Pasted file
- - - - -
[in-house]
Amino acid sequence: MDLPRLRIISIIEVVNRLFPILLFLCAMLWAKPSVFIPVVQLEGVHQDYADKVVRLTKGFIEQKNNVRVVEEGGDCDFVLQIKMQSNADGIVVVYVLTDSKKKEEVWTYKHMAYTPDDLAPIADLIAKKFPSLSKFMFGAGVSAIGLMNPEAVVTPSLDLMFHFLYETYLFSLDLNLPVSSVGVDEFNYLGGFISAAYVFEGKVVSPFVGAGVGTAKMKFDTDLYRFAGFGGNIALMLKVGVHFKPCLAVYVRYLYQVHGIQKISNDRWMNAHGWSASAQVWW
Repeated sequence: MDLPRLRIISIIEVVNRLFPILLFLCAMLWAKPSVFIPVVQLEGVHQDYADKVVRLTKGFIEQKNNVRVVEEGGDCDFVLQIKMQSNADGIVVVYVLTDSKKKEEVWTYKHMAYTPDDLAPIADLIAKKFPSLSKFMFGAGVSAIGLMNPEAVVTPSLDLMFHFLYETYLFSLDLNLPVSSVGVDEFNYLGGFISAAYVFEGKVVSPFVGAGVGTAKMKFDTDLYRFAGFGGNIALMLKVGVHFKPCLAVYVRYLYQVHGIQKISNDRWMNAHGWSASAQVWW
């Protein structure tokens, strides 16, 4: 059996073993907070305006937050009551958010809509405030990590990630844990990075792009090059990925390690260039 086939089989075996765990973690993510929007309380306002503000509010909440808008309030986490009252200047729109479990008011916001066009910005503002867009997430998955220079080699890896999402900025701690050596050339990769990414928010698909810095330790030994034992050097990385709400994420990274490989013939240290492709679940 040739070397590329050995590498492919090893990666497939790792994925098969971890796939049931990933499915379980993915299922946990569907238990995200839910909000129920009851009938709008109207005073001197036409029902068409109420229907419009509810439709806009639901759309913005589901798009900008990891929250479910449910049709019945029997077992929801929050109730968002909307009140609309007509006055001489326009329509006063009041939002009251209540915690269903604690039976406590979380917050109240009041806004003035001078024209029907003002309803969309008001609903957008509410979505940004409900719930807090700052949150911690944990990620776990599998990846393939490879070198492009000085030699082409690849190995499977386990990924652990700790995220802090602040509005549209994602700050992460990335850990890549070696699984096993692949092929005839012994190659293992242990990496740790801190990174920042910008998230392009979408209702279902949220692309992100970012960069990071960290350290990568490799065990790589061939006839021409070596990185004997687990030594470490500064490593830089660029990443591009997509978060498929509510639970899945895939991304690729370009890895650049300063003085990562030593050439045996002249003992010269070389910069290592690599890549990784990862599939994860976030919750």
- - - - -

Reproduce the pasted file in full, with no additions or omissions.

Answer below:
[in-house]
Amino acid sequence: MDLPRLRIISIIEVVNRLFPILLFLCAMLWAKPSVFIPVVQLEGVHQDYADKVVRLTKGFIEQKNNVRVVEEGGDCDFVLQIKMQSNADGIVVVYVLTDSKKKEEVWTYKHMAYTPDDLAPIADLIAKKFPSLSKFMFGAGVSAIGLMNPEAVVTPSLDLMFHFLYETYLFSLDLNLPVSSVGVDEFNYLGGFISAAYVFEGKVVSPFVGAGVGTAKMKFDTDLYRFAGFGGNIALMLKVGVHFKPCLAVYVRYLYQVHGIQKISNDRWMNAHGWSASAQVWW
Repeated sequence: MDLPRLRIISIIEVVNRLFPILLFLCAMLWAKPSVFIPVVQLEGVHQDYADKVVRLTKGFIEQKNNVRVVEEGGDCDFVLQIKMQSNADGIVVVYVLTDSKKKEEVWTYKHMAYTPDDLAPIADLIAKKFPSLSKFMFGAGVSAIGLMNPEAVVTPSLDLMFHFLYETYLFSLDLNLPVSSVGVDEFNYLGGFISAAYVFEGKVVSPFVGAGVGTAKMKFDTDLYRFAGFGGNIALMLKVGVHFKPCLAVYVRYLYQVHGIQKISNDRWMNAHGWSASAQVWW
């Protein structure tokens, strides 16, 4: 059996073993907070305006937050009551958010809509405030990590990630844990990075792009090059990925390690260039 086939089989075996765990973690993510929007309380306002503000509010909440808008309030986490009252200047729109479990008011916001066009910005503002867009997430998955220079080699890896999402900025701690050596050339990769990414928010698909810095330790030994034992050097990385709400994420990274490989013939240290492709679940 040739070397590329050995590498492919090893990666497939790792994925098969971890796939049931990933499915379980993915299922946990569907238990995200839910909000129920009851009938709008109207005073001197036409029902068409109420229907419009509810439709806009639901759309913005589901798009900008990891929250479910449910049709019945029997077992929801929050109730968002909307009140609309007509006055001489326009329509006063009041939002009251209540915690269903604690039976406590979380917050109240009041806004003035001078024209029907003002309803969309008001609903957008509410979505940004409900719930807090700052949150911690944990990620776990599998990846393939490879070198492009000085030699082409690849190995499977386990990924652990700790995220802090602040509005549209994602700050992460990335850990890549070696699984096993692949092929005839012994190659293992242990990496740790801190990174920042910008998230392009979408209702279902949220692309992100970012960069990071960290350290990568490799065990790589061939006839021409070596990185004997687990030594470490500064490593830089660029990443591009997509978060498929509510639970899945895939991304690729370009890895650049300063003085990562030593050439045996002249003992010269070389910069290592690599890549990784990862599939994860976030919750």